“When the Spirit of truth comes, he will guide you into all the truth, for he will not speak on his own authority, but whatever he hears he will speak, and he will declare to you the things that are to come.” (John 16:13)
In verse 12 of chapter 16 of the Gospel of John, Jesus says, “I still have many things to say to you, but you cannot bear them now.” This inability reflects not merely the disciples’ weakness, but also the reality that they were still living before the cross. The pattern of God’s revelation is for His saving action first to happen, and then for the biblical teaching to record and explain it. In the forty days after the resurrection, and before His ascension, Jesus would give an intensive course on biblical theology to the disciples. Still, He promised to send “the Spirit of truth” to complete their education after He had gone, guiding them “into all truth” (John 16:13).
This statement indicates a progressive unfolding of God’s revelation. We see this in the relationship of the Old Testament to the New. They present the same salvation, but there is growth in terms of clarity and maturity. In the Old Testament, Christ and His gospel are presented by symbols such as the Temple, the Feasts, and especially the animal sacrifices. At no time, however, does the Bible teach that sinners are forgiven because a lamb or goat died in their place. Rather, the sacrificial animals drew a picture of the true Savior and Lamb of God, Jesus, who would shed his blood for our sin. John 1:29, “The next day he saw Jesus coming toward him, and said, “Behold, the Lamb of God, who takes away the sin of the world!” answers the great longing of the Old Testament. This shows the organic connection between the salvation doctrine of the Old Testament and that which has progressed in the New Testament.
Seeing this progressing within the Bible, some scholars erroneously conclude that this revelatory process continues beyond the Bible. This is the teaching of the Mormons, who hold that the nineteenth-century musings of Joseph Smith were the continued revelation of God to His Church. The idea of new revelation from God is common to all the cults, including Mormonism and the Jehovah’s Witnesses. A similar problem is being seen in the Roman Catholic Church, with its emphasis on the extra-biblical and counter-biblical teaching passed down through the popes and councils. Another version of this problem confuses the Holy Spirit’s special inspiration of the apostles with the idea of human inspiration.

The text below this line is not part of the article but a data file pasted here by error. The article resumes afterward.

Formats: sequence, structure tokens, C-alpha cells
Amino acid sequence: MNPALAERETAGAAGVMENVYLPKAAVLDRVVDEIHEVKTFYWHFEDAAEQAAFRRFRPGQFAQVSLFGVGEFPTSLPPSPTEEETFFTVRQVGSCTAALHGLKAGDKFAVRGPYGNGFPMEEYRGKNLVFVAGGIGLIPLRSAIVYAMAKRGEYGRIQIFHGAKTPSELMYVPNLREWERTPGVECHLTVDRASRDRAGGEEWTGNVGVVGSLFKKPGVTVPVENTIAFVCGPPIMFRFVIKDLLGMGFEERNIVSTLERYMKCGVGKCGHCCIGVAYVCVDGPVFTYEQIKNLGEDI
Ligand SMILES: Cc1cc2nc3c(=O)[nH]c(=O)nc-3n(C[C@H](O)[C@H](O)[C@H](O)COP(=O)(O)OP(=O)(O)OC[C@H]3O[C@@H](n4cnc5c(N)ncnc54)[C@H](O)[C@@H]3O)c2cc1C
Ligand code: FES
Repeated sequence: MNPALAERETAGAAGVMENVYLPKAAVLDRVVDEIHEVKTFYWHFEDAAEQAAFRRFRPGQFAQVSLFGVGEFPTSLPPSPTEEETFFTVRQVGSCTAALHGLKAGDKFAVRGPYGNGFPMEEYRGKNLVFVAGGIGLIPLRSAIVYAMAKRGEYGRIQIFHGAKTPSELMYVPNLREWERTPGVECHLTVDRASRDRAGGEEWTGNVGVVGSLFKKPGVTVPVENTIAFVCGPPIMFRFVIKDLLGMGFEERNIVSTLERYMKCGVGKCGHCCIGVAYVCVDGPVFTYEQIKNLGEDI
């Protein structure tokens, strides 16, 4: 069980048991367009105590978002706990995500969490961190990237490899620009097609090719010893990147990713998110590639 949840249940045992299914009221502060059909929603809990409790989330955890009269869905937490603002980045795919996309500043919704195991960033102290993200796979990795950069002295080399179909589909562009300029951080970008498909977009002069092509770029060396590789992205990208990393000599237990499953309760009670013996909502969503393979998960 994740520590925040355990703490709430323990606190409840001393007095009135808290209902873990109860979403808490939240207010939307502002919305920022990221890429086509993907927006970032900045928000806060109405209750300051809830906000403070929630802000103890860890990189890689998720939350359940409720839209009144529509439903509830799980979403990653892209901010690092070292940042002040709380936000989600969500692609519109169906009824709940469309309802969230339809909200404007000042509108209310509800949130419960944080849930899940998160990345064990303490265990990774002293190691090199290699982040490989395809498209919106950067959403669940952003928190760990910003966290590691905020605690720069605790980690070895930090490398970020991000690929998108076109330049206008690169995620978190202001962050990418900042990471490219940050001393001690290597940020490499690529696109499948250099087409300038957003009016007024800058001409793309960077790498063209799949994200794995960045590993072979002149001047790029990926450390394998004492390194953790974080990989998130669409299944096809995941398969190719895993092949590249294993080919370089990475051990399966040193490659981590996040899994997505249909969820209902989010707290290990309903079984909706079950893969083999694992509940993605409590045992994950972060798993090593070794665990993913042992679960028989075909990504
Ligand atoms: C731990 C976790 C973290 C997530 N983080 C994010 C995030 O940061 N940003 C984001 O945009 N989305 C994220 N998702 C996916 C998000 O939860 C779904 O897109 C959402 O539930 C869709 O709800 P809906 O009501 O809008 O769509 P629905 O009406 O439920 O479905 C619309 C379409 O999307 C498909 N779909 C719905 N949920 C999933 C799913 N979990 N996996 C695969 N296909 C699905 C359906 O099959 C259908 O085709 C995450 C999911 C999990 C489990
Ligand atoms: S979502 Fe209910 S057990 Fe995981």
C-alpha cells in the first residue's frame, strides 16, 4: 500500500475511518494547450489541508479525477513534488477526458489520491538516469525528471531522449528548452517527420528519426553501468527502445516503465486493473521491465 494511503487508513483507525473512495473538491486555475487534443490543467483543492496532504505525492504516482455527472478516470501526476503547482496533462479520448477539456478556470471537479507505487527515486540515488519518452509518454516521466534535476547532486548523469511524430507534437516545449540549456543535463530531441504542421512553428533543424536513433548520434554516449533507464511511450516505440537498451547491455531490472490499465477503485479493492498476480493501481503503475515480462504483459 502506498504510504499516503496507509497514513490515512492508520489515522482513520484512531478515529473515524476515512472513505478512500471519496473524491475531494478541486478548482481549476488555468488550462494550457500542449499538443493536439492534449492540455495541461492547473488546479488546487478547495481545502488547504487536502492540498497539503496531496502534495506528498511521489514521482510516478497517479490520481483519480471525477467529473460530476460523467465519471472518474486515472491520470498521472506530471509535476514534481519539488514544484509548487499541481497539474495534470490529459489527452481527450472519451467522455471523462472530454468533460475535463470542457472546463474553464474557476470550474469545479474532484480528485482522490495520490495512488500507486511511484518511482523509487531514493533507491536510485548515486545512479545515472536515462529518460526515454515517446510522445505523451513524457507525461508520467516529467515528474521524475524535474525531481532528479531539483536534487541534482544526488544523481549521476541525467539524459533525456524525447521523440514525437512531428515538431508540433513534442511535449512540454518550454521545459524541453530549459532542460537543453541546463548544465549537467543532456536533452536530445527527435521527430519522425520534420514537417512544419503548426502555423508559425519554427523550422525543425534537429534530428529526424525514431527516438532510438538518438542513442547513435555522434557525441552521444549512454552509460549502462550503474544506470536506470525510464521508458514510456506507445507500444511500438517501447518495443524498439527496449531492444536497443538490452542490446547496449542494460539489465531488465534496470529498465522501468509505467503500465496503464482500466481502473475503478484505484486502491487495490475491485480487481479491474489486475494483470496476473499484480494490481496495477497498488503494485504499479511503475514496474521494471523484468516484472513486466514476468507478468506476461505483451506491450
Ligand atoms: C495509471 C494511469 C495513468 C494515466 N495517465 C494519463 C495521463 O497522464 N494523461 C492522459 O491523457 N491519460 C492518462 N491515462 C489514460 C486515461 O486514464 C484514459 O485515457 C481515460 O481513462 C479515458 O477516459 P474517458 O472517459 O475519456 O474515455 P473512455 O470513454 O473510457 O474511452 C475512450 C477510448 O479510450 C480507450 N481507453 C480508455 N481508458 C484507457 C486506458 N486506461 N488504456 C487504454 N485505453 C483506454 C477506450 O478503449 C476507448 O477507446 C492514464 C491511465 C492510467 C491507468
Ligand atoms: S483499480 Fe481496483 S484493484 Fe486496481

A biblical understanding will agree that God still speaks to the world today, but will deny that God is still granting revelation. God speaks to His people in the Scriptures, which are His final revelation to mankind before the return of Christ in glory. This realization is essential for the life and health of the church. Those who assert that God is continuing to give revelation consider the New Testament to be an incomplete and provisional revelation. Under this view, especially when linked to an evolutionary theory that grants those currently living a superior capacity for inspiration and understanding, the Bible’s clear teaching on sexual immorality, gender distinctions, and even the gospel of salvation are replaced with more current, worldly doctrines.